Head to the field with Ken Ferrie in Episode 2 of "Corn College TV," Season 2. When it’s late in the planting season, farmers need to learn how to make the planter "dance" to push through the finish line.
"A lot of times, 80% of a field is ready to plant. If you let that 20% that is unfit dictate when you plant, you’ll lose yields when it gets later in the calendar," Ferrie says. "Ideally, you’d wait, but sometimes you don’t have that time come June."
In a soil type change, some areas may hold more water, and Ferrie says this is where vertical tillage shines.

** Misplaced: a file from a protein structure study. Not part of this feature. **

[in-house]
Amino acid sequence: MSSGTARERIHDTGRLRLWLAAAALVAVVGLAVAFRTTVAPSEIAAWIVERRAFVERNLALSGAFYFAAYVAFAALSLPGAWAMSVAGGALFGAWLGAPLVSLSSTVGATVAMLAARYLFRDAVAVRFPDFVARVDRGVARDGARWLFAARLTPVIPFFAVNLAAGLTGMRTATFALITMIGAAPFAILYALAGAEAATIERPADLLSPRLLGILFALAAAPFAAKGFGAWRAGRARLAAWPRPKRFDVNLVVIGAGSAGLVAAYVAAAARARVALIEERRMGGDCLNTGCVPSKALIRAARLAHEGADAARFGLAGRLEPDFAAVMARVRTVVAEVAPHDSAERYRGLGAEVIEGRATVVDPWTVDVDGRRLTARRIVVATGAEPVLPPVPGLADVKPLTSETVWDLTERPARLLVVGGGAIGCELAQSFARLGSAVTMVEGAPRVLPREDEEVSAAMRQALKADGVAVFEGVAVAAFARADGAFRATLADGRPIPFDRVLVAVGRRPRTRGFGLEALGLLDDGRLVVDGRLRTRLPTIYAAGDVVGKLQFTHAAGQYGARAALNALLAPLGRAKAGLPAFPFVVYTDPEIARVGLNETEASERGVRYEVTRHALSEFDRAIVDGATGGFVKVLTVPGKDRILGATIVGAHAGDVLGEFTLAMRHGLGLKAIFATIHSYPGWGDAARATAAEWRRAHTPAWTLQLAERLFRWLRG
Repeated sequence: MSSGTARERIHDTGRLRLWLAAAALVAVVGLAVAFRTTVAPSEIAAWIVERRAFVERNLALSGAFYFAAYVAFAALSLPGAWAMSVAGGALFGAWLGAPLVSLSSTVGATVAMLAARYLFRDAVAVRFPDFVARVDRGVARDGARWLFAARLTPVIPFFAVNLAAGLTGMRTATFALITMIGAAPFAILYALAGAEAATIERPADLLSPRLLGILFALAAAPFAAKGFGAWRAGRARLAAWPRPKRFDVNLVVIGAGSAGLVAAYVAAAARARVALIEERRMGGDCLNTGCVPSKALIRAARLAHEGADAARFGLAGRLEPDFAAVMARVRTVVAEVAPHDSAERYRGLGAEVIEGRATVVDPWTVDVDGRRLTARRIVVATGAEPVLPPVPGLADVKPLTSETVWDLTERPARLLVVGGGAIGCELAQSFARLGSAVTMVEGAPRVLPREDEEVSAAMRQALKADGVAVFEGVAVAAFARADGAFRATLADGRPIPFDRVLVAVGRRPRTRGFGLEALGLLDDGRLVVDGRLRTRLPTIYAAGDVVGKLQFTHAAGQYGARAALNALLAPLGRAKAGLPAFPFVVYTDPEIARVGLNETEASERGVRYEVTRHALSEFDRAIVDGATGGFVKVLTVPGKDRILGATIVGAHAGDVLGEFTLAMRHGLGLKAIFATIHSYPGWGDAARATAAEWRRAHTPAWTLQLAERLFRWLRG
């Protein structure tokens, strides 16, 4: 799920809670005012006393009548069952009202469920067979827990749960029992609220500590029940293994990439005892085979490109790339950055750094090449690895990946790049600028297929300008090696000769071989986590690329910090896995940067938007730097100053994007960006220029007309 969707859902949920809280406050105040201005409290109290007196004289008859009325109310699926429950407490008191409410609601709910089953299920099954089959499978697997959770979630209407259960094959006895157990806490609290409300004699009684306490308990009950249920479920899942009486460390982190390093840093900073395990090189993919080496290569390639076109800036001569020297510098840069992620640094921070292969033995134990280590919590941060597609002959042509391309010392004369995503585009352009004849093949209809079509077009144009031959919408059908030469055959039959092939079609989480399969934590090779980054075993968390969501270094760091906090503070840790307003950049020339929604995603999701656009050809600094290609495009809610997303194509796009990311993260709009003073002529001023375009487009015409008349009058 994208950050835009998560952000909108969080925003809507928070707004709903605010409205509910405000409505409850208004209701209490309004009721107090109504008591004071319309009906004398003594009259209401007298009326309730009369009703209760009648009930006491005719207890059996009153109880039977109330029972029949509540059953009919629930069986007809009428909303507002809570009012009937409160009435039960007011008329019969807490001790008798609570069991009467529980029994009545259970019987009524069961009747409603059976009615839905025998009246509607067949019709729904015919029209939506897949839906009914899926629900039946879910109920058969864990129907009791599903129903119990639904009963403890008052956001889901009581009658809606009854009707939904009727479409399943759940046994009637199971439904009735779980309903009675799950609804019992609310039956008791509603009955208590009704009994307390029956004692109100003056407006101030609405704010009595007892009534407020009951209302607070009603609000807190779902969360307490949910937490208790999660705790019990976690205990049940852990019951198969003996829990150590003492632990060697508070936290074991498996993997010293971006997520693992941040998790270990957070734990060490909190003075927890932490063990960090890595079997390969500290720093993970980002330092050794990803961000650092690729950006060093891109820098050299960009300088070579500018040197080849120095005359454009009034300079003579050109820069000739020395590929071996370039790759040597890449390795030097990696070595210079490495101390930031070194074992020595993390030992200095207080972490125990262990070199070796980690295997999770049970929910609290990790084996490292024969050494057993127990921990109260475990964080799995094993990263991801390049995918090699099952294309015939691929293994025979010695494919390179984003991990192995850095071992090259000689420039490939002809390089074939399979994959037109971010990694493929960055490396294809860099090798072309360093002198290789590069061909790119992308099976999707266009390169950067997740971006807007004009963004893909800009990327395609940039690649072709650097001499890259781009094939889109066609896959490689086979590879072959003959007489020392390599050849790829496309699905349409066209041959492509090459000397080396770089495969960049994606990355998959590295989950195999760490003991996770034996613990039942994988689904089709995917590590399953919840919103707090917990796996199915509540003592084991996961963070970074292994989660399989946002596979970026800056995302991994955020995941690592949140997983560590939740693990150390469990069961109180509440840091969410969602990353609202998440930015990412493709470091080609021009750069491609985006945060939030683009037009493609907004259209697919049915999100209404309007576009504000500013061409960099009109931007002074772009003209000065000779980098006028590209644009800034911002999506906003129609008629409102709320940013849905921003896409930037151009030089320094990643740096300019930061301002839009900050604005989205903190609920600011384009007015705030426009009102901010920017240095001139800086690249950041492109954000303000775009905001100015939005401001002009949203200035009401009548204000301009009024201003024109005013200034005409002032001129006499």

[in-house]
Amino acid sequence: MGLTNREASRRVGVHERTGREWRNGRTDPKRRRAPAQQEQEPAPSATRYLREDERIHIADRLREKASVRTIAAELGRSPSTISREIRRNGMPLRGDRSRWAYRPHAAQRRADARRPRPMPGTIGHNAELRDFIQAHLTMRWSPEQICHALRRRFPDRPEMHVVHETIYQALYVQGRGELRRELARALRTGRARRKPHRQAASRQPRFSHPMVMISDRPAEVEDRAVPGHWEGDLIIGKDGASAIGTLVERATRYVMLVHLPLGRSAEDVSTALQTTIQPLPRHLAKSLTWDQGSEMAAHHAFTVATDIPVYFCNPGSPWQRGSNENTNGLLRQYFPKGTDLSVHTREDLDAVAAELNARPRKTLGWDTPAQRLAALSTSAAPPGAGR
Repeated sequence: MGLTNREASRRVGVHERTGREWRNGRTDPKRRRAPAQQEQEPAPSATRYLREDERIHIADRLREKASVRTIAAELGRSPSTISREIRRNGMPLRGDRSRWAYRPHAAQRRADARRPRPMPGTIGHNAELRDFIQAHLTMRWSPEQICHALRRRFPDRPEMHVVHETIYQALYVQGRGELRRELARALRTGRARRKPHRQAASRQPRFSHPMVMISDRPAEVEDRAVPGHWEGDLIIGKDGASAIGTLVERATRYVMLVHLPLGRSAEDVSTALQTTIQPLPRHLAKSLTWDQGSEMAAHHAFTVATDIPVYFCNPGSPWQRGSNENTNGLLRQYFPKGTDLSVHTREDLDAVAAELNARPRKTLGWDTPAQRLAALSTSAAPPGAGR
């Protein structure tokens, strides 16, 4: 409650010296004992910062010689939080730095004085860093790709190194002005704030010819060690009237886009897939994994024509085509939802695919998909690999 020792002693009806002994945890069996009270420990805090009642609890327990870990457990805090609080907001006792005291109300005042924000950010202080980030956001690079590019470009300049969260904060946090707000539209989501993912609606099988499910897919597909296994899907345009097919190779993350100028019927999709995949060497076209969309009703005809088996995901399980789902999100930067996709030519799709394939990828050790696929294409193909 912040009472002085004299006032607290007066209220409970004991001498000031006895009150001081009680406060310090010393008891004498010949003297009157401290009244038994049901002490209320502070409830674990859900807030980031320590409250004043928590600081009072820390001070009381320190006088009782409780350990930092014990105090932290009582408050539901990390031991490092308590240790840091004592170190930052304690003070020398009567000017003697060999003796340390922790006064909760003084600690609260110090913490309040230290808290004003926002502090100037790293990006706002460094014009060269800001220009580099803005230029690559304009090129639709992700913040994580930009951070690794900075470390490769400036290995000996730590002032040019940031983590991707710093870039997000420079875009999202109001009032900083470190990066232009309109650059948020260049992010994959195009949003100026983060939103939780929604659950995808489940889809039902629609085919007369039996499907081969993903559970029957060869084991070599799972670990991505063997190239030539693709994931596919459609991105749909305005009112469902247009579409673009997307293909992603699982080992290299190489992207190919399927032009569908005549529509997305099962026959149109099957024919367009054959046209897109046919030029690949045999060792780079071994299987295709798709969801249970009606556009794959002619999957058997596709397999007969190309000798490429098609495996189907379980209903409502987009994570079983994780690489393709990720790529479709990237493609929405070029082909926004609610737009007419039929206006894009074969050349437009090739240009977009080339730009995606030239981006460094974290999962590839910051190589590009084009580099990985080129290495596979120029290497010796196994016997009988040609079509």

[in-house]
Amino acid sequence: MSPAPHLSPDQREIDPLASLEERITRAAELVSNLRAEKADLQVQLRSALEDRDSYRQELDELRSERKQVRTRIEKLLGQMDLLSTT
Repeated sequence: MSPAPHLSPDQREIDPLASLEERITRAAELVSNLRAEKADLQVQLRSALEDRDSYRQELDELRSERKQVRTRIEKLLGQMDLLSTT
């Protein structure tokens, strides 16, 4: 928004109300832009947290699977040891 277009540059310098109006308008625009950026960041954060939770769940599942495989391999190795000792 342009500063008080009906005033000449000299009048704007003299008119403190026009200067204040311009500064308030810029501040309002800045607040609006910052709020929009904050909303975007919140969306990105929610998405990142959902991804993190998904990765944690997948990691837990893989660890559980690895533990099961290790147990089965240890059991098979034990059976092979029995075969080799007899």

"When the fall tillage is done properly, this field would just need to be leveled, which in vertical tillage doesn’t bring up water or cause clods," he says. "This allows Mother Nature and sunlight to do the job."
When moisture is down below, the planter needs to be taught to "dance." Bu using this term, Ferrie means the planter needs to be run as light as possible and properly set.
"We need to realize we have a good planting environment at the surface, and the trick is to leave soil in its place and tuck the seed in," he says. "All we need is the top ½" in good shape. Unfortunately, farmers will move the soil out of the way if the row cleaner is set too aggressively."
Part of fine-tuning your planter performance is also adjusting the down pressure and closing wheel assembly.
Learn more in this episode of "Corn College TV":